Breaking the “only final evos” rule again because Spinarak is too cute not to.  I had to trade for one in my first playthrough of the Johto games because I chose Pokemon Silver and Spinarak was exclusive to Pokemon Gold (Silver had the cooler box legendary), but it was worth dealing with the potential unrulyness.  I adore spiders, and while the Spinarak line is missing a few limbs, they were the first (and for far too long, only) spiders in Pokemon.  Their typing isn’t great (bug type is the arguably the weakest type in the game, and poison was a contender for that crown until Gen 6 gave it some buffs and a new type to be super-effective against) and their stats are a bit on the low side, but dammit, I made them work!  Spiders were worth the effort!  Especially cute spiders with weird little emojis tatoos on their butts.

The plus side is that, while their stats are low, they aren’t quite Butterfree/Beedrill low, being more on the Arbok side of things – i.e. “You’ll get your ass stomped in PVP but if you keep them at a high enough level you can use these guys all the way to the end of the story,” which is what matters to me anyway.  Each pokemon team I assemble has a tale to experience together, and I want them to see it through to the end.

My Bruiser, My Cow Tipper, My Battling Beetle Brother: Heracross

3 heracross

Heracross was not initially a planned member of my team – I caught him in the bug-catching contest and decided to try him out for shits and giggles.  And then I learned he was a BEAST.  Just an absolute battle boy, a brawler born and raised.  Everyone who played the Johto games (either the originals or the remakes) talks about how tough Whitney’s Miltank is, but I never got to experience the hell that was Miltank’s rollout because Heracross murdered that cow in one fucking punch like goddamn Saitama.  Sometimes you pick a pokemon, and sometimes a pokemon picks you, murders a cow, and earns your eternal devotion.

I love that this machine of carnage has such an adorable little face.  Heracross doesn’t exactly look weak, but it doesn’t look nearly as strong as it could be either – it’s deceptively cute while still being a bit imposing.  That’s a pretty good aesthetic to shoot for when designing a pokemon, I think.

My Late Bloomer, My Hard Won Victory, My King of the Pocket Monsters: The Tyranitar Line

6 Tyrannitar

Remember when I said the Johto games made some game design choices I found questionable?  Yeah, well, one of those was keeping most of the new pokemon saved until AFTER you beat the Elite Four – granted, the Johto games also have by far the most extensive post-game of any Pokemon gen ever, so this isn’t quite as egregious as it would be in other gens, but FUCK is it frustrating if you want to assemble a team of just the new mons.  In poor Tyranitar’s case, this pseudo legendary can only be accessed after you beat the Elite Four TWICE and unlock the super secret final area, in which you’ll find its pre-evolution, Larvitar – at level 19.  When your pokemon are, like, level 70.  And it doesn’t evolve into Tyranitar until level 55.  And because it’s a pseudo-legendary, its stats are low and it takes way more experience than normal pokemon to level up.


The Johto remakes fixed this by allowing you to catch Larvitar (and a few others we’ll mention in a bit) much earlier than you could originally, which is nice.  It allowed me to finally go on a journey with the little guy, and see it blossom into the closest homage to Godzilla Pokemon has ever dared to make for fear of lawsuits, Tyranitar.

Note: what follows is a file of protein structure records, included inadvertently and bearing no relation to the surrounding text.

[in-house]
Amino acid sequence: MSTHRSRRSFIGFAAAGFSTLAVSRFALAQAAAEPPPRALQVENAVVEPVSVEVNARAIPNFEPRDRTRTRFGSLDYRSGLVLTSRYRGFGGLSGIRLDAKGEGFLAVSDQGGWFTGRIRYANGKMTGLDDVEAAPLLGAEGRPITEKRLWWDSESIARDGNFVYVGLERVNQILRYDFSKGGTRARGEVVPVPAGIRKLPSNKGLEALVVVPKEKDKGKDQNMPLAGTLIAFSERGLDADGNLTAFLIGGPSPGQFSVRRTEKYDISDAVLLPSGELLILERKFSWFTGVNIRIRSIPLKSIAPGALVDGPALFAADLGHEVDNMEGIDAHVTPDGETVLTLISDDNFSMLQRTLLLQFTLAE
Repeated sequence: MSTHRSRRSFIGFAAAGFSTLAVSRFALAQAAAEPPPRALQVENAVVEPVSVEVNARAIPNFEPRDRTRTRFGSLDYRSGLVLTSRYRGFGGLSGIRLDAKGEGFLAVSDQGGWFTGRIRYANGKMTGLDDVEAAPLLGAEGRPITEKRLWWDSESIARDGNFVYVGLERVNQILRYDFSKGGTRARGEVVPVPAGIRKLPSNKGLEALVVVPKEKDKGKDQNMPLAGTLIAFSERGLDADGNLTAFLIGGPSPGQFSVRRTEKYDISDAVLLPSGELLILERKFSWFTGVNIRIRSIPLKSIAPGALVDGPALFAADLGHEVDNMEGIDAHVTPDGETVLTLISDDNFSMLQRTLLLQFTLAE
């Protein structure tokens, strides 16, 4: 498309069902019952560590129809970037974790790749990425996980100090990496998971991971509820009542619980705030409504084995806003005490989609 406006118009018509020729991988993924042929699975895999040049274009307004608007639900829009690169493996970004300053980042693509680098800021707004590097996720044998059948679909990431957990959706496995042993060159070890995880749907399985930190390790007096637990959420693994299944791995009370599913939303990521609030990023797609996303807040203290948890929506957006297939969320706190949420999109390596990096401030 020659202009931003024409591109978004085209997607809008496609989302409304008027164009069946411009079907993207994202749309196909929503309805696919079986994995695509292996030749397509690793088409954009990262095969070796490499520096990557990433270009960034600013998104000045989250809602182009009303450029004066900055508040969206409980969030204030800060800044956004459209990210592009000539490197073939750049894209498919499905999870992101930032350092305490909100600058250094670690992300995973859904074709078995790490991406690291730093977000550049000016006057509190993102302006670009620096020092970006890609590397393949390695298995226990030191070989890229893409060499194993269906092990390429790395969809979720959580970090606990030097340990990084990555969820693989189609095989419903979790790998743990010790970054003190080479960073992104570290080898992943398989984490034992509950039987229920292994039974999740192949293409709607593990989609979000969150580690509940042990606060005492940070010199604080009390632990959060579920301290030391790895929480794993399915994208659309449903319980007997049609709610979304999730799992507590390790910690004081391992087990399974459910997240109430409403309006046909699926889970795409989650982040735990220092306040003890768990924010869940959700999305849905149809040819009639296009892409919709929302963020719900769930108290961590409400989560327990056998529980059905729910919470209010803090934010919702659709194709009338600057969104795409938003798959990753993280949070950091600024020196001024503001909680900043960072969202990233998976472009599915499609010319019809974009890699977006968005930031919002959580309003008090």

And Tyranitar is worth the effort.  Psuedo-Legendaries have great stats, first of all, so raising one up, while difficullt, has a great payoff.  More importantly, though, Tyranitar is a  friggin’ Godzilla!  Or, rather, as close to Godzilla as Gamefreak could get without getting sued.  It’s got that wonderful Godzilla-build, with the pear-shaped body, tiny arms and head, long powerful tail, and those menacing dorsal spikes.  Of course I’m gonna raise a friggin’ Godzilla on my team!  I don’t care what hoops your game puts me through, I don’t care how frustrating catching a :arvitar in the Safari Zone is, I’m putting a friggin ‘Godzilla on my team!

6 Tyrannitar mega

Pokemon X & Y would later give Tyranitar a mega-evolution that makes it look a bit like SpaceGodzilla, which is pretty fun.  It also makes the sort of false-face on Tyranitar’s chest a bit more obvious, which I like a lot – it’s one of the traits that makes Tyranitar more than just a Godzilla homage (and to be clear, being just a Godzilla homage is not a bad thing in my book, but the fact that Tyranitar also has its own identity outside of the obvious homage is icing on the friggin’ Godzilla cake).

My Hellhound, My Cerberus, My Post-Game Pal: The Houndoom Line

So, Houndour/Houndoom, the awesome dark/fire hellhound line introduced in Gold and Silver?  Yeah, can’t be caught until after the Elite Four in the original games.  ABSOLUTE HORSESHIT SAYS I!  Give me that hound of the Baskerville, you stingy bastards!

At least Houndoom is a complete line in the original Johto games, with a cute tiny hell-puppy form in Houndour that eventually evolves into an even more demonic hell-doberman with decent stats.  I’m not the biggest fan of dogs in the world (I don’t like being licked without my consent), but the demon and skeleton monster aesthetic of this line wins me over in this case.

My Fractured Friends, My Missing Pieces, My Frustrated Fellows: The Murkrow and Misdreavus Lines

There were two things I really wanted from Pokemon that the Johto games added in, like, a Monkey’s Paw sort of way: 1. a crow and 2. a ghost pokemon that wasn’t also poison type so it could actually fight a psychic type without being insta-killed.  We got ’em, technically – we got an awesome crow pokemon AND a cool banshee themed ghost pokemon that was PURE Ghost type, no poison type saddling it down or nothin’!

But, uh, we only got half of each.  We got their first forms, with stats of a first form pokemon that should eventually evolve.  But we didn’t get their second forms.  We didn’t get the evolutions they needed to be playable.